First and foremost, I would recommend Client X to see her physician for consultation about taking both medications simultaneously. I, personally, would immediately recommend the discontinuation of Warfarin seeing as how the Food and Drug Administration has fully deemed pregnancy as a contraindication and severe health risks are possible for both Client X and her unborn baby and this blood thinner may cause severe complications. Since there are other medications that treat atrial fibrillation, I would highly advise consulting her doctor about other medical options that may not interfere with her pregnancy or antidepressant medication, should she still choose to take that medication, of course. Additionally, having a baby while having atrial fibrillation is a complication, in and of itself, therefore I would also recommend her to research with her doctor the risks of that, alone.

I would also advise Client X to discuss with her psychiatrist if the Cymbalta is also absolutely necessary to take during the pregnancy and while breastfeeding. While no adequate human studies were conducted to conclude whether or not Cymbalta was safe for pregnant and nursing women, I still feel as though there might be a potential risk as evidenced by the animal studies. If the depression can be contained by other, safer medication, or simply by counseling, at least until labor and nursing are complete, then I would highly suggest doing so. The recommendation on the Food and Drug Administration also explained that in the case of pregnant and nursing women should only take the duloxetine if the potential benefit justifies the potential risk to the fetus, meaning if taking the medication will not risk the overall life of the fetus, it is alright. However, the justification, I feel, is up to the mother at this point in time. It is her body, her fetus, and her child. All decisions, at the end, must be made by Client X, along with the information and recommendations given to her by her physicians and psychiatrists.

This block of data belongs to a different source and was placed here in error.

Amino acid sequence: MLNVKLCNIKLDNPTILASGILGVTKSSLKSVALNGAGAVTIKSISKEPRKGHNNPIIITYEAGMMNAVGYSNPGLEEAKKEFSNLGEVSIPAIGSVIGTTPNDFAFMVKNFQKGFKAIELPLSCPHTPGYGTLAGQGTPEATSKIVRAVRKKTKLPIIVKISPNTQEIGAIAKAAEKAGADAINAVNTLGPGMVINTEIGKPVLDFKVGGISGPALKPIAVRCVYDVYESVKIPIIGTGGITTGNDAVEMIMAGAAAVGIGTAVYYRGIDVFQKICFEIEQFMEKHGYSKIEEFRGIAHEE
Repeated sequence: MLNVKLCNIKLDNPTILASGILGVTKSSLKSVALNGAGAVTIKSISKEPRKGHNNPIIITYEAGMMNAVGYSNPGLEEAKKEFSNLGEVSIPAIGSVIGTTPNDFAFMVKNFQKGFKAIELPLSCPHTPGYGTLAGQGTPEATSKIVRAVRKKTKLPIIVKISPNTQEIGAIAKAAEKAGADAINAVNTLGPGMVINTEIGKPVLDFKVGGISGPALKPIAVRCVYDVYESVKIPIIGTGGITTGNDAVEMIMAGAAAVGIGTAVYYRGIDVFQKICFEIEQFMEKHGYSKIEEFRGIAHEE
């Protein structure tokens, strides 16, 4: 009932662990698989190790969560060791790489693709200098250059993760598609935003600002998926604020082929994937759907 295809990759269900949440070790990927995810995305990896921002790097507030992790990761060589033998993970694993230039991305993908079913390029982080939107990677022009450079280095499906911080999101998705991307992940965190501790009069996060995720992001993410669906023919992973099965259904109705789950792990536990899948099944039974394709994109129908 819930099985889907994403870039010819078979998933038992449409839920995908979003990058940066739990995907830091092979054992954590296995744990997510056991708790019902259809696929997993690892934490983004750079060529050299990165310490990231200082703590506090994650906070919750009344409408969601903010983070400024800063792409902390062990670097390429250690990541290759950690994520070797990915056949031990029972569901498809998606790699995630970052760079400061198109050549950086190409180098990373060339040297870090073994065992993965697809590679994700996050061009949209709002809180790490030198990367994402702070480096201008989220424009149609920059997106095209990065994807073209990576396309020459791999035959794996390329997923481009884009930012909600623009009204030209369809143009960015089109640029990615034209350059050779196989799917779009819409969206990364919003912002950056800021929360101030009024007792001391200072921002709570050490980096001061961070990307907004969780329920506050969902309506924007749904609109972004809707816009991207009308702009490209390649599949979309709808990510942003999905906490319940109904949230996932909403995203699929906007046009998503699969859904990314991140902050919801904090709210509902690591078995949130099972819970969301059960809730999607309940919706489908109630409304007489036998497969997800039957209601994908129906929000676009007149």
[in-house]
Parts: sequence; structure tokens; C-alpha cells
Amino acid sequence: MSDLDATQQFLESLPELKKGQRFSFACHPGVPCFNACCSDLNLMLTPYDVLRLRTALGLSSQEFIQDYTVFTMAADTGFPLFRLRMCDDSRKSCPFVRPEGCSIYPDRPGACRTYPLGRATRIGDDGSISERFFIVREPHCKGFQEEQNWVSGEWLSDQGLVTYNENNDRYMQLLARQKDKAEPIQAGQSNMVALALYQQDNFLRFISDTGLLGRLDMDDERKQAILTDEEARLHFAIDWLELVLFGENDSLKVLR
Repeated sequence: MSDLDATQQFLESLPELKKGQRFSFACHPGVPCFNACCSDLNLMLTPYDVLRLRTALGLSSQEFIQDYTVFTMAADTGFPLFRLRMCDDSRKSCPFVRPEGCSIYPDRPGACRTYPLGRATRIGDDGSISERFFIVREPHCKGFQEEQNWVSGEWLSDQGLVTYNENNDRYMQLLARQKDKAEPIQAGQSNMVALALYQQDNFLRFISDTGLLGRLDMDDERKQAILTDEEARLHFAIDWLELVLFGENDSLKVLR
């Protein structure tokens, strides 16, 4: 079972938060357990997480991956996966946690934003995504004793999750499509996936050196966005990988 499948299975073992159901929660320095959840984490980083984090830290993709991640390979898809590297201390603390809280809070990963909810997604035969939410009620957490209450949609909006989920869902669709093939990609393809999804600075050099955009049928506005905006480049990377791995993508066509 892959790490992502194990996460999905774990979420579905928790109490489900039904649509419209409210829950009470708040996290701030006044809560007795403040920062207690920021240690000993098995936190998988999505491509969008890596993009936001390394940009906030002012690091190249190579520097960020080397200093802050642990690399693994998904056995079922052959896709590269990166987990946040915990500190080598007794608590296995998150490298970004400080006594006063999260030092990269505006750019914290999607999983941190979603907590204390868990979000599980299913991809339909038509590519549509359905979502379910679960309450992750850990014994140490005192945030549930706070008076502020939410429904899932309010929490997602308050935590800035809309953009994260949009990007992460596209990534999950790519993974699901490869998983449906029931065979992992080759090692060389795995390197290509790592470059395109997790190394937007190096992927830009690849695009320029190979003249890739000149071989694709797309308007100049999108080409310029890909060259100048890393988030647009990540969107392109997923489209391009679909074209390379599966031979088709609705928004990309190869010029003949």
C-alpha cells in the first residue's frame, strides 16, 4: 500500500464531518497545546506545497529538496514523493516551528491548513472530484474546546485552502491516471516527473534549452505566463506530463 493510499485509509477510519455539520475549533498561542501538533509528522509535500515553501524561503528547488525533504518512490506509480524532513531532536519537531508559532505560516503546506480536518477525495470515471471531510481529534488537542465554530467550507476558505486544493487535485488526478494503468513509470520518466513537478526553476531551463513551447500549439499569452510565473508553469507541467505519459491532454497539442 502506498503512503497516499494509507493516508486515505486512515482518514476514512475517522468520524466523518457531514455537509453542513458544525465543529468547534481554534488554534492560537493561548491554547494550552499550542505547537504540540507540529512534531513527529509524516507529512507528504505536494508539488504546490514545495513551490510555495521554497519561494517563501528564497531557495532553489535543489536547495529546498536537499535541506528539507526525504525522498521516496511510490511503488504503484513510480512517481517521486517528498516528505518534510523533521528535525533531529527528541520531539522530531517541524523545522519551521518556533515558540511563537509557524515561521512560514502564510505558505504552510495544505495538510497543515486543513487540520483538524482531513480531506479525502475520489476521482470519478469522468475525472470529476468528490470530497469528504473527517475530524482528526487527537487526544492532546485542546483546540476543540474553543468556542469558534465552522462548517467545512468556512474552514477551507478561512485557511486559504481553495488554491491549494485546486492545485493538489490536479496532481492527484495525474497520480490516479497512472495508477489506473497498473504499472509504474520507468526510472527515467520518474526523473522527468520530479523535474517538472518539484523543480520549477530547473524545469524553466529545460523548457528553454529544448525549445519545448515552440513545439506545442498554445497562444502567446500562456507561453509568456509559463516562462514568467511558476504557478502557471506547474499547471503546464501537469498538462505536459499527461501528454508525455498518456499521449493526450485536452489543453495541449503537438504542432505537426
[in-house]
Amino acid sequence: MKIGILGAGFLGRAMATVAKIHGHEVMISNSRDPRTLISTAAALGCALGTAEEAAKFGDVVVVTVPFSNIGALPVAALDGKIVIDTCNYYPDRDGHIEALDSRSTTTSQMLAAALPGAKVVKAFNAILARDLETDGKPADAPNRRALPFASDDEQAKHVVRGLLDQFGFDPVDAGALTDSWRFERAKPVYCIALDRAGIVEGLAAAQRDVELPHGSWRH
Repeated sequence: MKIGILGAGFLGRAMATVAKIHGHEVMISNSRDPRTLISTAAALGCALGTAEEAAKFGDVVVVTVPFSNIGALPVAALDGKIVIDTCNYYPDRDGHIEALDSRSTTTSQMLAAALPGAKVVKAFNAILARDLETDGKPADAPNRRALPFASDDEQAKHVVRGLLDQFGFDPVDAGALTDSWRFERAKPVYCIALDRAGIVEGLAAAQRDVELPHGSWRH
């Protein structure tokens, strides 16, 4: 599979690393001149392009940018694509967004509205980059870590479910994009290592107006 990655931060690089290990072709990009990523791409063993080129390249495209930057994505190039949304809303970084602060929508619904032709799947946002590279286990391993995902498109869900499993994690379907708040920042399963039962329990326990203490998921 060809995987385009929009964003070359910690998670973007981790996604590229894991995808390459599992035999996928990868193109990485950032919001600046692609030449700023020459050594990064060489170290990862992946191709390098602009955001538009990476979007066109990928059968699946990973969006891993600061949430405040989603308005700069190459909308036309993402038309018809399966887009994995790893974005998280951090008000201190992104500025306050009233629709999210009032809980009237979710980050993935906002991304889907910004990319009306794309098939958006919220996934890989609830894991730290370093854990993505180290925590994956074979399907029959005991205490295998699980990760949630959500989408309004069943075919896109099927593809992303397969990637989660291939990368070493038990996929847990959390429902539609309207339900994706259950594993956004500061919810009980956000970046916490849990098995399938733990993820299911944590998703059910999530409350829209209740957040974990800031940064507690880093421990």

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  • Atrial Fibrillation. National Heart Lung and Blood Institute. Retrieved June 19, 2019, from

  • Bailey, R.K., Mallinckrodt, C.H., Wohlreich, M.M., Watkin, J. G., & Plewes, J.M. (2006).  Duloxetine in the treatment of major depressive disorder: Comparisons of safety and efficacy.

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  • Khalsa, S., McCarthy, K. S., Sharpless, B. A., Barrett, M. S., & Barber, J. P. (2011). Beliefs about the causes of depression and treatment preferences. Journal of Clinical Psychology, 67(6), 539–549. https://doi.org/10.1002/jclp.20785
  • Smith, M., Robinson, L., & Segal, J. (2019, June 11). Antidepressant Medication. Retrieved June 21, 2019, from https://www.helpguide.org/articles/depression/antidepressant-medication.htm